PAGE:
Three Covid vaccine doses 'enough to protect against omicron variant', early research suggests

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  • Nitzan Horowitz
    Israeli journalist and politician
  • Naftali Bennett
    Prime Minister of Israel
 Israeli Prime Minister Naftali Bennett (L) and his Health Minister Nitzan Horowitz (R) during a press conference regarding the new corona variant in Tel Aviv, Israel, 26 November 2021. Bennett expressed concerns over the Covid variant B.1.1.529 emerging in South Africa which was also detected in Israel. Israeli Prime Minister Naftali Bennett, Tel Aviv, Israel - Shutterstock
Israeli Prime Minister Naftali Bennett (L) and his Health Minister Nitzan Horowitz (R) during a press conference regarding the new corona variant in Tel Aviv, Israel, 26 November 2021. Bennett expressed concerns over the Covid variant B.1.1.529 emerging in South Africa which was also detected in Israel. Israeli Prime Minister Naftali Bennett, Tel Aviv, Israel - Shutterstock

Israel has said that early research suggests two to three doses of a Covid vaccine are effective against the new omicron variant which has alarmed scientists worldwide.

Nitzan Horowitz, the country's health minister, said that there was "room for optimism" that current vaccines worked on omicron based on "initial indications."

“The situation is under control, there is no need for panic,” said Mr Horowitz. “We expected a new variant, and we’re ready… in the next few days we will have more precise information about the vaccine’s effectiveness, but early indications show that those who are vaccinated with a vaccine which is still valid or who have a booster are most likely protected against this variant."

The minister did not elaborate on the data the Israeli government has seen.

Separately, a report by the Israeli broadcaster Channel 12 said the Pfizer vaccine was understood to be 90 per cent effective in preventing symptomatic cases of omicron.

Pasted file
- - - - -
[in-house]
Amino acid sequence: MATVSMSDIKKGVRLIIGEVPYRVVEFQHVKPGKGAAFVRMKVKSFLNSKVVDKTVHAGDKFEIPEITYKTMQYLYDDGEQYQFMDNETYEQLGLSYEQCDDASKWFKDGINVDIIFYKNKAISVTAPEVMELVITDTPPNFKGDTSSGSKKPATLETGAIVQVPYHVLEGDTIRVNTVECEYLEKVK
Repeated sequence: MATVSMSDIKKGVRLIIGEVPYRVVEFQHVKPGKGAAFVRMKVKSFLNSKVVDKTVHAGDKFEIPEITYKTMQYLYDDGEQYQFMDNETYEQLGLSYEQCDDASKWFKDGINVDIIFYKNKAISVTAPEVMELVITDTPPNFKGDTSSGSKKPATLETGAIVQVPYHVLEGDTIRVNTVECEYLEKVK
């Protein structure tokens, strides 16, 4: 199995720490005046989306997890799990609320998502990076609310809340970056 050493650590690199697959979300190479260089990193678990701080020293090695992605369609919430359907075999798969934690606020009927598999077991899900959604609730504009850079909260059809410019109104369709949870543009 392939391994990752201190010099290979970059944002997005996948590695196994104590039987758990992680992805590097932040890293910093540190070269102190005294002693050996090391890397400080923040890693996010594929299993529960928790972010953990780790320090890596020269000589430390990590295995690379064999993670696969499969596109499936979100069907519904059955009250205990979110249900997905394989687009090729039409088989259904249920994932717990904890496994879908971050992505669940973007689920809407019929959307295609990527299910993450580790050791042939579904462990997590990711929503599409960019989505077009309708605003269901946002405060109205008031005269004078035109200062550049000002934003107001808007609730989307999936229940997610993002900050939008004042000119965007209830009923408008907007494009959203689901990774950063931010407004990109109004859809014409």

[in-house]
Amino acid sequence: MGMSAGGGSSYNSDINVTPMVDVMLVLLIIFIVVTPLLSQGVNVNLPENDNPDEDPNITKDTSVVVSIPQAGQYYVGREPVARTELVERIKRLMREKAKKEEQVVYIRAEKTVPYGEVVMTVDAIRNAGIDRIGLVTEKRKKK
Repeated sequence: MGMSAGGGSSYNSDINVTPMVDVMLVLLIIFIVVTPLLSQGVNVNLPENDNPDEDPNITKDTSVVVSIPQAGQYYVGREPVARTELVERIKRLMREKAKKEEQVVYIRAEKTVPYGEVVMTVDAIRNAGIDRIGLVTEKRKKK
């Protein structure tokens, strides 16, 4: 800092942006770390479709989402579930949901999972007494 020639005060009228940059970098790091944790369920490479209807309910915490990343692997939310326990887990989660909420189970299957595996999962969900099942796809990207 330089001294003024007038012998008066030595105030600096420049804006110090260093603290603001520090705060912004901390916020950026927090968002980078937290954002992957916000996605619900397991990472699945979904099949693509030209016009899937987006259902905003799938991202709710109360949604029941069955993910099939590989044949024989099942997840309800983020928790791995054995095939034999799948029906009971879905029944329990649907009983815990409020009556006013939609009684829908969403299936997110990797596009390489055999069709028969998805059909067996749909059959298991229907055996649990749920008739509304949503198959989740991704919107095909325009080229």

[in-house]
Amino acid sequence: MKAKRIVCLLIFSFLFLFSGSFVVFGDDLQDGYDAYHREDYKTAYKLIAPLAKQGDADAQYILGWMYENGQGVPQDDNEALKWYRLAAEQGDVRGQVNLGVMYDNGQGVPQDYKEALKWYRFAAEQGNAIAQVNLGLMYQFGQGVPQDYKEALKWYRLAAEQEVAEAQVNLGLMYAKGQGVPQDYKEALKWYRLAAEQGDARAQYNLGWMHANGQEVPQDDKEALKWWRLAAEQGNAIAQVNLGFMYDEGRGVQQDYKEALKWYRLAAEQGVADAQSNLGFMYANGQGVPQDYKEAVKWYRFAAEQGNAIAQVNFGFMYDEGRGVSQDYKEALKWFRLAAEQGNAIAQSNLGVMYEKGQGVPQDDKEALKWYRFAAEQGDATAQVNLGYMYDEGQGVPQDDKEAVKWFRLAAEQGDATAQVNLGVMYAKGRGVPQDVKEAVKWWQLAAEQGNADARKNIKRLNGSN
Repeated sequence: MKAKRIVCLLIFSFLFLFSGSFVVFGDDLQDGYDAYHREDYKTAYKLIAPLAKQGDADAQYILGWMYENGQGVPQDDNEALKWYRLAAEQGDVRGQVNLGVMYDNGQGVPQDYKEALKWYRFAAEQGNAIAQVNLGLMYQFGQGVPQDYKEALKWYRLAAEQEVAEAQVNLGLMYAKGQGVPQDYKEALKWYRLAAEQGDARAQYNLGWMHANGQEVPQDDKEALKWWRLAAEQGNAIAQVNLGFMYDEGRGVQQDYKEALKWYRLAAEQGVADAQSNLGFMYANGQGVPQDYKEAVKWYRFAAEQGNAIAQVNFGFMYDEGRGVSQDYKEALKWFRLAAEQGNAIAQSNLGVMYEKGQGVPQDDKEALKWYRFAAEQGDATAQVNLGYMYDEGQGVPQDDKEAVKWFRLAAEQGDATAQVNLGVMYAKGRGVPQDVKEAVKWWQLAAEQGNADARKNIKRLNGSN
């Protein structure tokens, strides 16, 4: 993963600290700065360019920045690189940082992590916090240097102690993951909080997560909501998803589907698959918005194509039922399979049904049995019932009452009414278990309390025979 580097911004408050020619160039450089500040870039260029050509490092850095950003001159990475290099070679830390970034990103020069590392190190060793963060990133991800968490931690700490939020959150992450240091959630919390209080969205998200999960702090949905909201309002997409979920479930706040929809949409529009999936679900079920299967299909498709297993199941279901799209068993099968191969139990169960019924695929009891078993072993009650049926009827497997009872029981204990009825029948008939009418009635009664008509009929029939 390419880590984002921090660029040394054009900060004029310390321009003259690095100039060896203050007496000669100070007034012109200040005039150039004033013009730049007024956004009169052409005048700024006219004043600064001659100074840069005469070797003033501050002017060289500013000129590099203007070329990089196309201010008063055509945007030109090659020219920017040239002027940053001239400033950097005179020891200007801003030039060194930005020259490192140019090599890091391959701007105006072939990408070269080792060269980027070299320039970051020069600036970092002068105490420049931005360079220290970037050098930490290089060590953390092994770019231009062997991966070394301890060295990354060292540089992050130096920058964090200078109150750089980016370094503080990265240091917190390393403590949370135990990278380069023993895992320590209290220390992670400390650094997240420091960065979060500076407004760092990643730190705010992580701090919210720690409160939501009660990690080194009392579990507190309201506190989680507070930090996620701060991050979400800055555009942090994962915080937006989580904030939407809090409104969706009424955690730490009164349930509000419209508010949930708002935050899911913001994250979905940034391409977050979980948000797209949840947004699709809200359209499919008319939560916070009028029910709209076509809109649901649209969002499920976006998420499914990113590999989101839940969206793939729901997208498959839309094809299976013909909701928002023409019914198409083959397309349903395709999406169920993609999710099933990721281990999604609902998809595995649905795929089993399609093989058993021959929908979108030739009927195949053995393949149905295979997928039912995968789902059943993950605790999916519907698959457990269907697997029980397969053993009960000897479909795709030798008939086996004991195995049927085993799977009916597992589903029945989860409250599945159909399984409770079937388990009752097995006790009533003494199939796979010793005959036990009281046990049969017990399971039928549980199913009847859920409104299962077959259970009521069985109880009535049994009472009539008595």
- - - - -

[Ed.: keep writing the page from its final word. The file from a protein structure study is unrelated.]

It was unclear where the findings by Channel 12 came from, and the Israeli government said it was not in possession of the data used in its report. 

The report also stated that omicron is only 30 per cent more effective than the delta variant, which was lower than some experts had feared. 

Watch: Vaccines could be required annually - Pfizer

It came as the Israeli doctor who caught the Omicron variant at a medical conference in London said the lack of masks on public transport may have caused the infection.

Dr Elad Maor, who is 45 and has received three doses of a Covid vaccine, told the Telegraph he was frustrated to see so many people going maskless on the London tube and DLR.

He said: "I am very frustrated and feel uncomfortable with people who do not wear masks and are reckless. You can see that many people were not wearing masks.I was using the tube and the DLR. Many people in the tubes were not wearing masks.

"I don't know where I got it, but I feel like if all were wearing masks then the risk of getting it would be smaller."

The cardiologist took extreme care to avoid catching or spreading Covid during his trip. He tested negative for Covid-19 prior to leaving Israel and also tested negative both before his return trip and upon landing in Israel.

He also wore a face mask, but said he wished he had used a more protective N-95 mask.

Dr Maor said he began to feel unwell on Friday, after returning to Israel, and spent 48 hours in bed with flu-like symptoms including fatigue, a cough and a sore throat. He added that he was still feeling "weak" and hoped to recover soon.

"I was questioned by the ministry of health in Israel once I was positive. They specifically asked me about the flight, what the seat was, and the flight number. I don't know if they contacted the ministry of health in London."

The medical conference, PCR Online, was attended by around 1,000 people, mainly from European and Mediterranean countries.

Before he developed symptoms, Dr Maor said he had infected Dr Dan Elian, also a cardiologist at the same hospital.

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